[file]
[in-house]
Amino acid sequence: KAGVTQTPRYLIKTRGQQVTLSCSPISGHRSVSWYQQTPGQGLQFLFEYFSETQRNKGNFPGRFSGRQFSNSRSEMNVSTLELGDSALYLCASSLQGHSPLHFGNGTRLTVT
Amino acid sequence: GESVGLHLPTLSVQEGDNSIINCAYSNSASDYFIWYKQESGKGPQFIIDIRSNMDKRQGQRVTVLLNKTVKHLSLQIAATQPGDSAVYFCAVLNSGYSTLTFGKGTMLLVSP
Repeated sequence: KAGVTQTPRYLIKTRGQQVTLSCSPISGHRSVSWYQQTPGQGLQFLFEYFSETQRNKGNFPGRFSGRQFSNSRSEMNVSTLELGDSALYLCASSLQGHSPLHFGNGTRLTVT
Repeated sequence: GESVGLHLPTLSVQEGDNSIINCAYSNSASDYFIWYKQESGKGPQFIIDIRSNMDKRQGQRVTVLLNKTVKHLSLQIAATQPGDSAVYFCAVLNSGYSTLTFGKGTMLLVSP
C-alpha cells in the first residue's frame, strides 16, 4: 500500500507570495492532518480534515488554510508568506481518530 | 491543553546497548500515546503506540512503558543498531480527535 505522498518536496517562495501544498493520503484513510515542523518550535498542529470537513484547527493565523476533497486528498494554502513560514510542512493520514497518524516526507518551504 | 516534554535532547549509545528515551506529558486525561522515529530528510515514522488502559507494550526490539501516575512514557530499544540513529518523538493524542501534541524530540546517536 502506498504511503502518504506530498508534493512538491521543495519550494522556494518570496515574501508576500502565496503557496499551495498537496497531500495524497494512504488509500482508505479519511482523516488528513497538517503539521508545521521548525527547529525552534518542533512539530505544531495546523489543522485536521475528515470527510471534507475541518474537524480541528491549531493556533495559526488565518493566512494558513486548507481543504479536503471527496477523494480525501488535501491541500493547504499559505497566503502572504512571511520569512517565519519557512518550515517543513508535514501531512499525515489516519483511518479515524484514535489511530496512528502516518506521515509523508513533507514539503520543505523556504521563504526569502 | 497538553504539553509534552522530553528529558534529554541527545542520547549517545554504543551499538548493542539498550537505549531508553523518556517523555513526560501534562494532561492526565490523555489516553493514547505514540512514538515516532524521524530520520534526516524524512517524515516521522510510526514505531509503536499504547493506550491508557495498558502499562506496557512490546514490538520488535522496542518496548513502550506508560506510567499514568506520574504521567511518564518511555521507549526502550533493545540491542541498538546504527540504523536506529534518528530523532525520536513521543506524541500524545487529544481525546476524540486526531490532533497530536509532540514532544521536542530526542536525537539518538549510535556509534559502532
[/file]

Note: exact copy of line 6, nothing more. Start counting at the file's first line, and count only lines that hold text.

C-alpha cells in the first residue's frame, strides 16, 4: 500500500507570495492532518480534515488554510508568506481518530 | 491543553546497548500515546503506540512503558543498531480527535 505522498518536496517562495501544498493520503484513510515542523518550535498542529470537513484547527493565523476533497486528498494554502513560514510542512493520514497518524516526507518551504 | 516534554535532547549509545528515551506529558486525561522515529530528510515514522488502559507494550526490539501516575512514557530499544540513529518523538493524542501534541524530540546517536 502506498504511503502518504506530498508534493512538491521543495519550494522556494518570496515574501508576500502565496503557496499551495498537496497531500495524497494512504488509500482508505479519511482523516488528513497538517503539521508545521521548525527547529525552534518542533512539530505544531495546523489543522485536521475528515470527510471534507475541518474537524480541528491549531493556533495559526488565518493566512494558513486548507481543504479536503471527496477523494480525501488535501491541500493547504499559505497566503502572504512571511520569512517565519519557512518550515517543513508535514501531512499525515489516519483511518479515524484514535489511530496512528502516518506521515509523508513533507514539503520543505523556504521563504526569502 | 497538553504539553509534552522530553528529558534529554541527545542520547549517545554504543551499538548493542539498550537505549531508553523518556517523555513526560501534562494532561492526565490523555489516553493514547505514540512514538515516532524521524530520520534526516524524512517524515516521522510510526514505531509503536499504547493506550491508557495498558502499562506496557512490546514490538520488535522496542518496548513502550506508560506510567499514568506520574504521567511518564518511555521507549526502550533493545540491542541498538546504527540504523536506529534518528530523532525520536513521543506524541500524545487529544481525546476524540486526531490532533497530536509532540514532544521536542530526542536525537539518538549510535556509534559502532